My How the Time Flies... Is That a Song? (MoCCA)

So in the time since I last updated this blog a lot has happened:

1. I found an incredible girl named Clare who grew up in Manhattan and promptly fell in love with her. She is my partner and the love of my life. The whole nine yards.
2. I wrote my final huge college senior thesis (the Senior Project) about text in comics: I concentrated on the famous mini-series Watchmen and the Sshhh! collection of Jason's comics work and the difference between text in balloons, text in boxes, text in an absence of a container, and text in the depicted physical reality of the space. And it was 125 pages when I printed it out and it was "remarkable" and I was awed.
3. Oh yeah, so I now have a B.A. in Literature.

Didja get all that?

You know what's way more important than my life? Comics! That's right, comics!*

I went to the wonderful MoCCA Fest this past weekend. Just like last year, the Museum of Comics and Cartoon Art pulled out all the stops to make it an exciting and important two days of panels from excellent creators and enjoyable interactions with artists and writers in booths on the floor and just like last year I met a ton of interesting people and had a great time.

A few of those people particularly, I feel, need shout-outs because their work is outstanding and they are unknowns (at least they were to me). They are Kenan Rubenstein and Lance Hansen.


Kenan Rubenstein has mini-comics which (get this!) FOLD-OUT to tell their story on a canvas that slowly increases in size as you fold the paper out toward flatness. I'm not sure this is original to Kenan, but even if so I think his short Prologue has perfected it as the story expands toward deeper and deeper meaning as you un-fold and finds a twist at the final full-page reveal. Brilliant.

What is undoubtedly original is Kenan's more major work, TICK. TICK is what Marvel used to call a "widescreen comic", but it uses the format with far more meaningful results: the comic is built to visually mimic a calendar and the story fittingly takes place over a year. The story is about companionship and how we as people interact with the natural world. It's beautiful. Kenan Rubenstein is at: www.BoyBlueProductions.com


Lance Hansen has a delightful little comic called HaySeed #1, which absolutely exudes the air of an artist who understands his medium. The book is full of quick comedic and cartoony short stories that I wish I'd come up with, including a two-page story called "sex" that I can assure you will not be able to predict in any way! This work is fun and clever and gorgeous.

Lance's bigger piece is another collection of short pieces, but this time in a single inter-connected ongoing story and one of a more serious tone. Don't Cry is a wonderfully drawn, wonderfully written story about being a big brother when you don't understand what growing-up is about yourself. Francis, the main character has a great particular view on things, which leads the reader to sometimes funny and sometimes poignant moments. Getting inside his head is a joy. Lance Hansen's work can be found at: www.kettledrummerbooks.com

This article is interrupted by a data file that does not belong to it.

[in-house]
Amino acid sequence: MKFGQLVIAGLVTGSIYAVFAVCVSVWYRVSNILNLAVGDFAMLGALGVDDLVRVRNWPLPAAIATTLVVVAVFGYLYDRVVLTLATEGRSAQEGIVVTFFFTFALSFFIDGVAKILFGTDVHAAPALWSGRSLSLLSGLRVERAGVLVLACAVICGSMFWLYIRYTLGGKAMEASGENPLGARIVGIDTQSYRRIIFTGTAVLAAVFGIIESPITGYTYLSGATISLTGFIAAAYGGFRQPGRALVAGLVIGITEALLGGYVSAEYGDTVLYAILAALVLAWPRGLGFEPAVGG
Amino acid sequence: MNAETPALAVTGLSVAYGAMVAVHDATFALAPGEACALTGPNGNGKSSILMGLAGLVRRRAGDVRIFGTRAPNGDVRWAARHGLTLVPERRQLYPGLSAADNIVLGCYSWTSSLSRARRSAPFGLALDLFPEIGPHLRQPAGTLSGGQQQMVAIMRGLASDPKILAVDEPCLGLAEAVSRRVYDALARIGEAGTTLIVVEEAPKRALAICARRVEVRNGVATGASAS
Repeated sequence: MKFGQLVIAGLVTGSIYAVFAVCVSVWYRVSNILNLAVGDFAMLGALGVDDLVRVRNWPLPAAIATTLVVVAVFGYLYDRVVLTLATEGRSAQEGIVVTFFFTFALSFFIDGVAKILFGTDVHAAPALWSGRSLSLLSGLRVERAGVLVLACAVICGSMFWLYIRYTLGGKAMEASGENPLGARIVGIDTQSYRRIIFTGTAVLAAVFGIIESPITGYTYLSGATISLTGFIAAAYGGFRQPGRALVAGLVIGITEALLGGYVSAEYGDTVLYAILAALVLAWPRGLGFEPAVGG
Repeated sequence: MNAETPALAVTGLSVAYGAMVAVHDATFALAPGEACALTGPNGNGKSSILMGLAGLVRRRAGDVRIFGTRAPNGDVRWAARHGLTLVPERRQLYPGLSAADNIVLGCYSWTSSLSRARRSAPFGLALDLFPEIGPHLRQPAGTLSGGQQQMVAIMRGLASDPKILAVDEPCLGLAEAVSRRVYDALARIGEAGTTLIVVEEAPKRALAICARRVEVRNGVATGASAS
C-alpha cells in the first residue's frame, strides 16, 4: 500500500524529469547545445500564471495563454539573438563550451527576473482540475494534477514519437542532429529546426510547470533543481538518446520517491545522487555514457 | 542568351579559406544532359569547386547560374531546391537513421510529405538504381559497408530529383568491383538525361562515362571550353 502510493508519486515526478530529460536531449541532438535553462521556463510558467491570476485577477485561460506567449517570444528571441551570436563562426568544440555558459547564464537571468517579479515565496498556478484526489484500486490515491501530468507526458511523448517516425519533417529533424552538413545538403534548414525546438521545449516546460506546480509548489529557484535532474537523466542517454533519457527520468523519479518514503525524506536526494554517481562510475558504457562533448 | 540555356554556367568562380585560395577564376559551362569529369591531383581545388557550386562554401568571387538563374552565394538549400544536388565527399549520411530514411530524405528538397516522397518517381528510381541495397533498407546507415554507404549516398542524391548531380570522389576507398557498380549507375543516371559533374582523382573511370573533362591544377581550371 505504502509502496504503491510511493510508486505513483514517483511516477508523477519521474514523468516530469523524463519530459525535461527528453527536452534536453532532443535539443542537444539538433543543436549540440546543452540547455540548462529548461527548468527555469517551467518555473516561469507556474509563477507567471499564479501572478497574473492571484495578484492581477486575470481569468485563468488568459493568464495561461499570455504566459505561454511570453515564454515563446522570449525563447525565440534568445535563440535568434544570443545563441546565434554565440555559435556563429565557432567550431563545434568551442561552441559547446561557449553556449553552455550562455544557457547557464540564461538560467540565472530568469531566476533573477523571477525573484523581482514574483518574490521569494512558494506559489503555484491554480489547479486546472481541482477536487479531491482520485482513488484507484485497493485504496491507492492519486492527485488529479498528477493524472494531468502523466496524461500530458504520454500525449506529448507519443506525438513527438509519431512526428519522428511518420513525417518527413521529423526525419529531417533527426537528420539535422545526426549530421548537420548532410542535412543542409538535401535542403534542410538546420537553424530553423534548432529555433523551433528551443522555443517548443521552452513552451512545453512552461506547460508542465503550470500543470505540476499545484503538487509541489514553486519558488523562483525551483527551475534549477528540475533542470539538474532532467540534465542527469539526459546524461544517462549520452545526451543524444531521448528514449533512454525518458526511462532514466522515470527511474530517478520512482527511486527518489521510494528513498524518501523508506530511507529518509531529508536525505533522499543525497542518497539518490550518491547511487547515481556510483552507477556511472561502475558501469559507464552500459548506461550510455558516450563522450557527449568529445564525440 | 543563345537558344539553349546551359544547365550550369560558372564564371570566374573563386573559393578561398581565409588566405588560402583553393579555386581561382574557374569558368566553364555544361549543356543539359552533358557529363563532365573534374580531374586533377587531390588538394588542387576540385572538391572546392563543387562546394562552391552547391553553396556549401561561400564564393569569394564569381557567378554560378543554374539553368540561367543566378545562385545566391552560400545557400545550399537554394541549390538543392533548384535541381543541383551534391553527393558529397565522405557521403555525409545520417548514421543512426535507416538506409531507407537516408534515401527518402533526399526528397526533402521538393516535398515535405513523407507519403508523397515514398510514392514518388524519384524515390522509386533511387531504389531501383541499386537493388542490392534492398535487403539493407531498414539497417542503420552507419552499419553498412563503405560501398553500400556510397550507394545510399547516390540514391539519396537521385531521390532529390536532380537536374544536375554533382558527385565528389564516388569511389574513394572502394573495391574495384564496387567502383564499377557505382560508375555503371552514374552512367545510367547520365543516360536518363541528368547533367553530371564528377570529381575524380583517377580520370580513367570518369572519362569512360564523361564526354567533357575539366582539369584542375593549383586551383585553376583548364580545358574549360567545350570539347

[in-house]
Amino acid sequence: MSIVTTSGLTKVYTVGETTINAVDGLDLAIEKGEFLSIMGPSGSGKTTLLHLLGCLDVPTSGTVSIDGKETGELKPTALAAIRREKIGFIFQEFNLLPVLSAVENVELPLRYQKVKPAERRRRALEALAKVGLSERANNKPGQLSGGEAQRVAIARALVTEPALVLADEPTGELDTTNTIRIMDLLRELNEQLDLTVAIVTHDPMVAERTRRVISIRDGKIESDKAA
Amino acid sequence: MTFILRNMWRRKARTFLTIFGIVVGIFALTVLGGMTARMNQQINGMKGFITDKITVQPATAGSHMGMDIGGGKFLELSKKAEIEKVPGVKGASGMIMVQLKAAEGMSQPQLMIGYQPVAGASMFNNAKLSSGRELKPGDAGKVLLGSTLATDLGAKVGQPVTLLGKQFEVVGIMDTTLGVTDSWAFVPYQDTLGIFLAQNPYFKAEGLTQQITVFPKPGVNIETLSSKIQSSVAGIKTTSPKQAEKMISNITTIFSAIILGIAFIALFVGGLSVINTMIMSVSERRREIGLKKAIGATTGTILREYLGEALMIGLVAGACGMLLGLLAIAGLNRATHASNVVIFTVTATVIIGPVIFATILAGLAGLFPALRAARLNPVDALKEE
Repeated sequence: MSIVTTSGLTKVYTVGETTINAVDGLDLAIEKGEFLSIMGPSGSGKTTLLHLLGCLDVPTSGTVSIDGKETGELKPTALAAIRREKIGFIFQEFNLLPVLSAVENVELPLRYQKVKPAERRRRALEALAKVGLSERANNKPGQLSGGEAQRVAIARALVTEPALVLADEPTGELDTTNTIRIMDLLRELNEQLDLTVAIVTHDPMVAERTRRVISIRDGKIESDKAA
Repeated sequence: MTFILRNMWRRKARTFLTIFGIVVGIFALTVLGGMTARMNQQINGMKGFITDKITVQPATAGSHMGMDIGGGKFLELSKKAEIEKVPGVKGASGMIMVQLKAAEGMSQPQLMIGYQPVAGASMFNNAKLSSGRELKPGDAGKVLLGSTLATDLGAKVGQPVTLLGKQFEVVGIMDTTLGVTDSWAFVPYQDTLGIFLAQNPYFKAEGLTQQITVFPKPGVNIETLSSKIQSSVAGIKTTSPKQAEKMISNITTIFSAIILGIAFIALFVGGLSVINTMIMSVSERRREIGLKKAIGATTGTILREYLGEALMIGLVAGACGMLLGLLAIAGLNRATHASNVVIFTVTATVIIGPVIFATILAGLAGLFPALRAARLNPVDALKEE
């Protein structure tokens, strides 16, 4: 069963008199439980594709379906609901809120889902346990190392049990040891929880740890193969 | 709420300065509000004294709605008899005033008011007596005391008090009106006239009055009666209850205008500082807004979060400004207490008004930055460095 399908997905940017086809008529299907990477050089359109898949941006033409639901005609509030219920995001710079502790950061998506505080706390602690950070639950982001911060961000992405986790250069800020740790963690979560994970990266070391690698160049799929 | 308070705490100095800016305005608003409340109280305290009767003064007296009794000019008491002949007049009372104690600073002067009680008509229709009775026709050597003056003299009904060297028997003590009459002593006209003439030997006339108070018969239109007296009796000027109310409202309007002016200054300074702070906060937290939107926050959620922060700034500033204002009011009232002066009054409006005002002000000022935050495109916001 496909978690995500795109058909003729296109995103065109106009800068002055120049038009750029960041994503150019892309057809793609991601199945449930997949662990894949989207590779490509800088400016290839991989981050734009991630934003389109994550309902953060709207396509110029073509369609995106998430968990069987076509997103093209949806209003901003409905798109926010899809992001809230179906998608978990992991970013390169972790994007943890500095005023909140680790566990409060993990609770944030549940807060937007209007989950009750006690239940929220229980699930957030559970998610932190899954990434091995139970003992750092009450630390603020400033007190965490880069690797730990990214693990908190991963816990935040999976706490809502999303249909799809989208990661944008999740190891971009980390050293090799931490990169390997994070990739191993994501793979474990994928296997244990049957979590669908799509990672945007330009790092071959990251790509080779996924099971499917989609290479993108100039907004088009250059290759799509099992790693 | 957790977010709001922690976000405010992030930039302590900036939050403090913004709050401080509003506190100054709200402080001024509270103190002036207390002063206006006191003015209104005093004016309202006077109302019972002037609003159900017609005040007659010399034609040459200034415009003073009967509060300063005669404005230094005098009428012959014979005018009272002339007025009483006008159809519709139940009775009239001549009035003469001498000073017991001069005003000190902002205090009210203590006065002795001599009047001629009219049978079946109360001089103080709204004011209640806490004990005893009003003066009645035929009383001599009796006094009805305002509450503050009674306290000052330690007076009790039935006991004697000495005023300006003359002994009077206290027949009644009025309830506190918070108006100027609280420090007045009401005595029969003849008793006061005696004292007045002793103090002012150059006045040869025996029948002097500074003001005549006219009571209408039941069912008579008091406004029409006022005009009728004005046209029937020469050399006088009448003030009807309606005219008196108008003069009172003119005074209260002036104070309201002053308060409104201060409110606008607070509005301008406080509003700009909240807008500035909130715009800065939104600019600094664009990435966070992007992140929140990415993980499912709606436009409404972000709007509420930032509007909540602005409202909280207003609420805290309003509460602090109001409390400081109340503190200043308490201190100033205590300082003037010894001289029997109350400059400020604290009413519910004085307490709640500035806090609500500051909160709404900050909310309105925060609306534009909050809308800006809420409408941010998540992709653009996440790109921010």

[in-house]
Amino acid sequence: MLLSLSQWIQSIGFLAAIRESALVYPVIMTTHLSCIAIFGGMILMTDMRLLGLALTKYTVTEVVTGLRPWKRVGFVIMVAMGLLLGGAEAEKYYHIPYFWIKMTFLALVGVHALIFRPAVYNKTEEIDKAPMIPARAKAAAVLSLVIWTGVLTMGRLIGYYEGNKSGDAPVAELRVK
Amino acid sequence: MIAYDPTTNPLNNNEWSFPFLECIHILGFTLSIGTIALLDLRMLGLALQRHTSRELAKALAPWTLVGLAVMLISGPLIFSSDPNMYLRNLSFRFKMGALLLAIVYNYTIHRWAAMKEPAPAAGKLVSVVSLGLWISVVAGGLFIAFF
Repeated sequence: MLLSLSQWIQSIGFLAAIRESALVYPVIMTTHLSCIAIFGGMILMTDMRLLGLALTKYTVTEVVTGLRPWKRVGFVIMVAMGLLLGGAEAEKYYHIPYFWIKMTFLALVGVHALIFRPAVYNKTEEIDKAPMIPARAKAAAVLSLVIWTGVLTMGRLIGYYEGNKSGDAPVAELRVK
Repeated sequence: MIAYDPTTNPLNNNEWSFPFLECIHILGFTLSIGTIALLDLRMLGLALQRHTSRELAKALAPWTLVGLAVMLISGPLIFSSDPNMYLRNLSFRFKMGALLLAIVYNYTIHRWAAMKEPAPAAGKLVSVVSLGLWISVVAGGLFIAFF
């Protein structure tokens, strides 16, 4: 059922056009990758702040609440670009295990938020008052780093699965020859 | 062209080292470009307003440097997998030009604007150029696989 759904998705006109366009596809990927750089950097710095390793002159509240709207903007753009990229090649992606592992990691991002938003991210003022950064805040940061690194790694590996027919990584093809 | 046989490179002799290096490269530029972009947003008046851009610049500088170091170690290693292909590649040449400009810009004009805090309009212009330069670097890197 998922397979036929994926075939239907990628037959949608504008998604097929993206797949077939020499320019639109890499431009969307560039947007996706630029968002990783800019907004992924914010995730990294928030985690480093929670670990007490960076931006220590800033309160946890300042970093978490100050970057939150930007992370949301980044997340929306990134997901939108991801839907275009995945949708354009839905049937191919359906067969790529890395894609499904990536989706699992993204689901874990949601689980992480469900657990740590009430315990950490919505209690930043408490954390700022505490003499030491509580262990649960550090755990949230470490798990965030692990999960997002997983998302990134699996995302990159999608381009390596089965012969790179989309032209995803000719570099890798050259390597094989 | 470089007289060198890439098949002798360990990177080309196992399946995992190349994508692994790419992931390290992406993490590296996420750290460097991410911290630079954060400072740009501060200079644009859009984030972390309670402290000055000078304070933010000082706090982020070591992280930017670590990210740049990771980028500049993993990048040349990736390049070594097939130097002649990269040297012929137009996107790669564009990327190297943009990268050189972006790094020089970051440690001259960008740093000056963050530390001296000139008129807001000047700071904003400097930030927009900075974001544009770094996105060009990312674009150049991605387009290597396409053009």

There was also a single fantastic comic called Photograph by Nicholas Breutzman. It is short and it is weird, but it packs quite a wallop! It depicts two twenty-somethings in the awkward few hours after they wake-up next to each other and two flashbacks to their respective pasts that try to make sense of it all. Nicholas Breutzman has a site as well at: www.nicholasbreutzman.com


I also met Fred Van Lente and Ryan Dunlavey (creators of Action Philosophers!) and bought directly from them all the issues out so far of their series Comic Book Comics, a mini-series re-telling the history of the medium. A fantastic idea that they are executing quite well. Enlightened me to a few things I had only vaguely known. They agreed with me that once done the series will make a great compliment to the work of Scott McCloud, most notably his brilliant Understanding Comics. I can imagine the perfect Christmas present bundle for the non-comics fan of the future: the collected Watchmen, Understanding Comics, and the collected Comic Book Comics!


And, finally, I had the distinct pleasure of meeting Mike Cavallaro, the creator of the wonderful comic-book Parade (with fireworks) and the artist of the amazing The Life and Times of Savior 28 a comic written by one of my first major influences J.M. DeMatteis (whose influence on my life is obviated by the fact that I can spell his name without checking). Mike was extremely welcoming and kind and it was an honor to meet him because Parade (with fireworks) was one of the only comics I could get my Dad to read and because The Life and Times of Savior 28 is one of the best comic-books coming out right now!


That's all for now. Thanks folks!


P.S. ~ Did I mention what Spidey's up to these days!!? NO!? Check it out! It's crazy! Best Spider-Man stuff in almost a decade. I would know I've been reading it for twice that time.


* [In the secret code, for those of you playing at home, JON GORGA'S LIFE = COMICS. That's right ladies and gents he tricked you. Thanks for playing!]

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